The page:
Spare a thought on these dark but lengthening winter days for my uncle and namesake, Séamus Thornton of Clossagh, Foxford and Glasnevin, Dublin, who passed away last Friday morning. He was 96 years old.
Born in 1925, into a farming family of nine boys and two girls, Séamus joined An Garda Síochána in 1944, where he also played his club football.
Séamus had the honour of playing twice for the Mayo Senior football team in the early 1950s – a league game against Laois in the 1950/1 season but more significantly in the Connacht semi-final of 1951 where we prevailed against Sligo on a scoreline of 3-7 to 1-5. The game was played in Corran Park, Ballymote, on the 24th of June.
His first appearance in the Green and Red was as a substitute at right half-back. His second and last came as goalkeeper (possibly as replacement for an unavailable Séan Wynne). He didn’t do too badly, though, as I’m told he saved a penalty on the day.
Despite his short career as an inter-county footballer, he played a small but important role in Mayo’s last All-Ireland winning campaign, a fact I am very proud of, and which I never tire of telling anyone willing to listen!
Unfortunately, for reasons we will probably never know now, he did not feature any further on the panel that year as the team went on to claim their famous two-in-a-row.
Following this, Séamus settled into life as a guard in Dublin, marrying Kathleen, a local girl from Howth where he was stationed at the time and raising a family of their own together. Coincidentally, his brother-in-law, Paddy O’Flaherty, won a Celtic Cross for Dublin in 1958, also playing between the uprights.
Summers were spent back in his beloved Mayo, saving hay with his brothers or finding time to engage in his favourite pastime of fishing for salmon or trout on the banks of the nearby River Moy.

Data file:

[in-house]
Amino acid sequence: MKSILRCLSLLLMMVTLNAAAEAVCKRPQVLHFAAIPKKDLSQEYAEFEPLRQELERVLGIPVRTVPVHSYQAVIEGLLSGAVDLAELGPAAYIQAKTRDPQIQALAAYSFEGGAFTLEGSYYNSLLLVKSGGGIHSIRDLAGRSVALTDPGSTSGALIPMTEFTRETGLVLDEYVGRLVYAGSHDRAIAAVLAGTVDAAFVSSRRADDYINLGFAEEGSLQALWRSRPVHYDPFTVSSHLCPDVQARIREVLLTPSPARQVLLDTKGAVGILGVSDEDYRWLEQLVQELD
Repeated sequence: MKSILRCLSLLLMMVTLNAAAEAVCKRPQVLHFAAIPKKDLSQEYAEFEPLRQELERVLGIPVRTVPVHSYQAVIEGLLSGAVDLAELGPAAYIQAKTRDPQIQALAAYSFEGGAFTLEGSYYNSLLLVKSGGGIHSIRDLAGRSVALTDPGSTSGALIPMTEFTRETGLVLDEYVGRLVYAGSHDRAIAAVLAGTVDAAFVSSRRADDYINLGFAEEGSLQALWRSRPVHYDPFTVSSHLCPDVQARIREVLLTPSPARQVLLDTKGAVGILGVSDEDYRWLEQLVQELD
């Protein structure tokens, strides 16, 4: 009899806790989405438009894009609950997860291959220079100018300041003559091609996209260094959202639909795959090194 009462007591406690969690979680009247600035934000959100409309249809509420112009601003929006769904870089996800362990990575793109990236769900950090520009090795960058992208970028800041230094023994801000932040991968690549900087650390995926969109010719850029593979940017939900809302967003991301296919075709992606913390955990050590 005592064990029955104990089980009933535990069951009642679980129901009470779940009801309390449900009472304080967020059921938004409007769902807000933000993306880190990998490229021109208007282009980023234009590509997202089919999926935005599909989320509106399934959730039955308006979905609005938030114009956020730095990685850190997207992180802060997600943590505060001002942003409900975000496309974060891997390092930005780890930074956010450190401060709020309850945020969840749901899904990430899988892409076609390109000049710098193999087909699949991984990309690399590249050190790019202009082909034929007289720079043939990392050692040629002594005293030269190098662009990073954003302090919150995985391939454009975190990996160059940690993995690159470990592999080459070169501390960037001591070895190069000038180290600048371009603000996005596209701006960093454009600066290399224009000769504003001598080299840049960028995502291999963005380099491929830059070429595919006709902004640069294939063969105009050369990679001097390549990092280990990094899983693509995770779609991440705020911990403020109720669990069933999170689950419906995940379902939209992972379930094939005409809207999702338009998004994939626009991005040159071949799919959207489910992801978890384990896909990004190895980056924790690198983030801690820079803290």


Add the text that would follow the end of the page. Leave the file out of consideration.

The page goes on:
He outlived all ten of his siblings and is the last of his generation within our family. Like so many others they were of a generation that worked hard and sacrificed much for those who were to follow and for this we owe them much gratitude.
Séamus is survived by his three children, his wife Kathleen having left us in early 2020 at the start of the Covid pandemic. His funeral service and cremation took place on Monday last and his remains will be scattered back in his beloved Mayo.
I’d like to personally thank those current and ex members of the Mayo Senior football team who left messages of condolence on the RIP.ie website over the last few days. Given its nigh on eighty years since Séamus left Mayo and over seventy since he played for Mayo, these small gestures take on an added and poignant significance. These lads really are a credit to their county in more ways than one.
With his passing, I am conscious of redoubling my efforts to look to the future with a sense of renewed hope rather than backwards to the past (as some of us supporters understandably do with all things related to Mayo football). All those painful defeats (even our most recent one) need to be consigned to the history bin now as we continue our quest for that ever-elusive piece of silverware.
We’ll get there.
Ar dheis Dé go raibh a anam dilís.
Ní bheidh a leithéid arís ann.
Maigh Eo Abú.